The face of the exhibition conceived by Koolhaas/OMA and Giulio Margheri is seen on the two structures of Fondazione Prada (*): Podium and Vault. This makes it possible for the event to ensure that one could better experience the historical analysis, discover the works and use their imagination. For example, the way of exhibition in Podium makes it possible for the viewers to experience the exhibition at different speeds and, the low level mounts made of acrylic materials allow them to see them as a group. With this aspect, the fact that some infrastructural materials used for the exhibition have been reused since the previous events establishes another dimensional relationship with the exhibition theme. The exhibition shows the historical and artistic value of the works of art on one hand, and intents to make it possible for the viewers to comprehend the concepts of immigration, transformation and evolution experienced by the meaning, on the other hand.

From this aspect, one could suggest that these two structures, the Podium and the Vault, provides an opportunity to view more than 50 works of art from the Italian public collections and museums. Among these collections and museums are the works from the Louvre Museum in Paris, the Vienna Art History Museum, Ny Carlsberg Glyptotek in Copenhagen, Musei Capitolini in Rome, the Vatican Museum and Galleria Bohese as well as the Uffizi Gallery in Florence, and the National Archeology Museum in Napoli.

The works of art to be exhibited include a giant figurative sculpture from the late ancient Roman period in the 4th century A.D., remaining pieces of the statue of Constantine including hand and foot parts, a marble relief depicting the life of Achilles, and a work of art dating back to the same era, and a marble crater engraved by Salpion, a sculpturer from Athens, previously used in the Gaeta Cathedral, dating back to the Dionysos era in the first century A.D.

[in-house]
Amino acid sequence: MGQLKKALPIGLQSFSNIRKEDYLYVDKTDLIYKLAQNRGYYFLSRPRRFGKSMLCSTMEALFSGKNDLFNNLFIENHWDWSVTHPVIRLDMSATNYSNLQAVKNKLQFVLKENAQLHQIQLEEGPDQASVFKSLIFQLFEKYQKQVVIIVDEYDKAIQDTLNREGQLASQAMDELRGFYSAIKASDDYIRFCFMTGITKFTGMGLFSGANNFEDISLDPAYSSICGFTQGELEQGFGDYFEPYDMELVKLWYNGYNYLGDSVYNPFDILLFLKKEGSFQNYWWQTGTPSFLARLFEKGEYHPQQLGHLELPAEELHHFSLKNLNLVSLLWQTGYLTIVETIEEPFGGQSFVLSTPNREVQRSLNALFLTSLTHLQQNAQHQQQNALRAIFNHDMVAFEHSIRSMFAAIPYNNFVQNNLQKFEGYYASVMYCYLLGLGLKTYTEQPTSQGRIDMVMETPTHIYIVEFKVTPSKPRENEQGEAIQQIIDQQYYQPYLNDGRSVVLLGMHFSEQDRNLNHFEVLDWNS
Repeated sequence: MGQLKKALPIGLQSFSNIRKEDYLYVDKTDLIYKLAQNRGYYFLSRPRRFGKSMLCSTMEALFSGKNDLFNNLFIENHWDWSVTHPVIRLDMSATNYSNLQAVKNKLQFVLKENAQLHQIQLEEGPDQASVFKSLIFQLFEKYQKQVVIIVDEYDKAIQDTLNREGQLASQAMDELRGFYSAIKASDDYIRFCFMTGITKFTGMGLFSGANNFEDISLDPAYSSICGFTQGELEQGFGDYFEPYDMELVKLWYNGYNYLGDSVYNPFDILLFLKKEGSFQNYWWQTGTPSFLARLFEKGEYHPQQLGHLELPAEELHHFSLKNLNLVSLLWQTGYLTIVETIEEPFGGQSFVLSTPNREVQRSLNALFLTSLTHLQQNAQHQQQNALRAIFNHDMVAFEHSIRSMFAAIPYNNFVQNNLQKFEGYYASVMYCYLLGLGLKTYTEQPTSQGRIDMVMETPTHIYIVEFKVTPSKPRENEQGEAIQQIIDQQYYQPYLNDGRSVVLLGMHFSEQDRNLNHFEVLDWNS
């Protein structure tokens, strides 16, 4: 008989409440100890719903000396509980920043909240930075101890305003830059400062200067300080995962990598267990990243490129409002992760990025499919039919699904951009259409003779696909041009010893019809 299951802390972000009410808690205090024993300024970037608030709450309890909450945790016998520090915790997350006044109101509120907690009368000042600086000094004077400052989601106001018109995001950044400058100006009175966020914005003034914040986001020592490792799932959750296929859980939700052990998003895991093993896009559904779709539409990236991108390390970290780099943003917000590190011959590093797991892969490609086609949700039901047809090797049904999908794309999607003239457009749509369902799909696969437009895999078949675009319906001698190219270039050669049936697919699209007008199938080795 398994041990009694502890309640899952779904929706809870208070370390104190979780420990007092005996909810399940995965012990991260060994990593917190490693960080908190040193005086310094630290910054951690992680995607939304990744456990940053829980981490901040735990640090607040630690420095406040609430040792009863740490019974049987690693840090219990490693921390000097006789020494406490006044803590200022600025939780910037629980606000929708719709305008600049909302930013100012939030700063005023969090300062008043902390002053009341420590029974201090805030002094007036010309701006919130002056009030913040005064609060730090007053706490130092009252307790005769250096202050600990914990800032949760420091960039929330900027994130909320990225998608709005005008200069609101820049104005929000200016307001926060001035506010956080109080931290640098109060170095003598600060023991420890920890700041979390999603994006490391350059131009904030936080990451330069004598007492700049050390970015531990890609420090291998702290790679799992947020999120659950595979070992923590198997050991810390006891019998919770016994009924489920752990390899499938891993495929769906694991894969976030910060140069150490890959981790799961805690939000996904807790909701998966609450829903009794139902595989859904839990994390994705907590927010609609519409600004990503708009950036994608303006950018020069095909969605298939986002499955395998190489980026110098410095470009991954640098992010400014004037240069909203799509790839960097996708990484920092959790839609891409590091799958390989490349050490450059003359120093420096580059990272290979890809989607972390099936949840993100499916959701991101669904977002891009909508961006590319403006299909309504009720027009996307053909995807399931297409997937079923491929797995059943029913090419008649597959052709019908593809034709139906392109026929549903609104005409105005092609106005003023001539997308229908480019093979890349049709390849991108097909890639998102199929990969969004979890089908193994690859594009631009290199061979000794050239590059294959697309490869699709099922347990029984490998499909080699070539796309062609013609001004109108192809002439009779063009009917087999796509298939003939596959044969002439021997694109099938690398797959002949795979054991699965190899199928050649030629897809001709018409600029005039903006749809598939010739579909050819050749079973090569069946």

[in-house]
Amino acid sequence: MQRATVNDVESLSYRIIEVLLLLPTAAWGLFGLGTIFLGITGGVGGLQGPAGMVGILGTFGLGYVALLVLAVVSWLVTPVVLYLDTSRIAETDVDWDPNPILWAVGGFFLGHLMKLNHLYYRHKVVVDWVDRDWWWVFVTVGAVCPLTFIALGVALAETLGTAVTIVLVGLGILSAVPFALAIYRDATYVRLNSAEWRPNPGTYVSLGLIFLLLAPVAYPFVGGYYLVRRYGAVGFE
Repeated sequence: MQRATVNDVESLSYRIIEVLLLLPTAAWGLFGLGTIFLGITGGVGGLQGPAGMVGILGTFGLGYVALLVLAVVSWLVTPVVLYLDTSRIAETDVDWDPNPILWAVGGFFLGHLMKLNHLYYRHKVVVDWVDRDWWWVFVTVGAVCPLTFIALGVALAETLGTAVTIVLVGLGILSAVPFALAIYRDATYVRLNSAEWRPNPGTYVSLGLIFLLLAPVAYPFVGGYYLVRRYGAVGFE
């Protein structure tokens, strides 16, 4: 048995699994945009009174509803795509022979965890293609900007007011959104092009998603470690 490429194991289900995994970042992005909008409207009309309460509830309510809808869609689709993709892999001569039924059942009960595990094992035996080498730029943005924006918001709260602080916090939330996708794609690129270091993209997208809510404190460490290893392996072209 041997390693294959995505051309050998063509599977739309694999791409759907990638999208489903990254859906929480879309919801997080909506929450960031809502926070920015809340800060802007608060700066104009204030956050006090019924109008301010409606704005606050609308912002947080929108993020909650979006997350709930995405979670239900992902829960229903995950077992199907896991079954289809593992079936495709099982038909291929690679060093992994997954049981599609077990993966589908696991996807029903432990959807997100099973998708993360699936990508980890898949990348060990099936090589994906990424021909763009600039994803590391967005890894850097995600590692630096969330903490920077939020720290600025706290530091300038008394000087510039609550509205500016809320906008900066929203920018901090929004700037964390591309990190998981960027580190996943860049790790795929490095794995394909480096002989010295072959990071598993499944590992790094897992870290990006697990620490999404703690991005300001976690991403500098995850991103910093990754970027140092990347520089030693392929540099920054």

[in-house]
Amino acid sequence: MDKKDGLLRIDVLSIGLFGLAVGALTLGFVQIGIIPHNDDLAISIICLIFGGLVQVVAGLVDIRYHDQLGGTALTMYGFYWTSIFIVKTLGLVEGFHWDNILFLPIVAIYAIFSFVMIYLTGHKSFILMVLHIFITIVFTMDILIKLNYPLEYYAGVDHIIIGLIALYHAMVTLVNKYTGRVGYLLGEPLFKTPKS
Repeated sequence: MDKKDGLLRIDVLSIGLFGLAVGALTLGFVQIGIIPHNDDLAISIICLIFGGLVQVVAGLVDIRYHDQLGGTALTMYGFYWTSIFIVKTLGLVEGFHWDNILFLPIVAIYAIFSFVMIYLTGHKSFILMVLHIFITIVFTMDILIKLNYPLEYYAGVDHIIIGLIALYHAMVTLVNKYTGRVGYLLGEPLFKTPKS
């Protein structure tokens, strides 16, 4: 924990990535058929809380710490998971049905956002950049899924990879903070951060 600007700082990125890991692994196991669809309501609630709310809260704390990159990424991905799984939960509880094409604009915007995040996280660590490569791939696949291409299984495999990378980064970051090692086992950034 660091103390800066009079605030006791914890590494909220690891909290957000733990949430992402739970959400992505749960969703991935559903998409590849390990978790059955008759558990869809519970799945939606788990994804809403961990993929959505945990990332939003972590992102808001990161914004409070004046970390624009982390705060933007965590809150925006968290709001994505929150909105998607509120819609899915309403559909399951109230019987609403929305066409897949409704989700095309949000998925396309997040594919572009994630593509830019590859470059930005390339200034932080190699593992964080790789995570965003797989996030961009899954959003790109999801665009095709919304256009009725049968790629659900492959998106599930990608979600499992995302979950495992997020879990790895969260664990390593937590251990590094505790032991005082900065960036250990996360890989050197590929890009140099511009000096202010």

Certain arts of work that are exhibited focus on the reasons why the respective ancient materials are open for reuse whether functionally or politically and religiously, and among them are those that are reused but that have not understood up until today. An example for this is ‘a Lion Attacking a Horse’, as a group of sculptures pertaining to the Hellenistic area, and dating back to the 4th century A.D. After some time, this work located in the Capitoline Hill is considered an allegory that has left a mark in history for the ‘Good City Administration’.

As a result, this exhibition has a character that makes one rethink, discuss and remember the fact that the concept of artistic ‘historical references’, which has become an unavoidable reflex in today’s understanding of art, has been continuing for a long time with different intentions from the ancient ages up until today, both semantically and materially. The event creates an incomparable area of discuss in respect of the global human culture, the ecology of aesthetics, the evolution of value and, the combined foundations of authenticity.

(*) We thank the Fondazione Prada’s Press Unit for its contribution to the preparation of this content.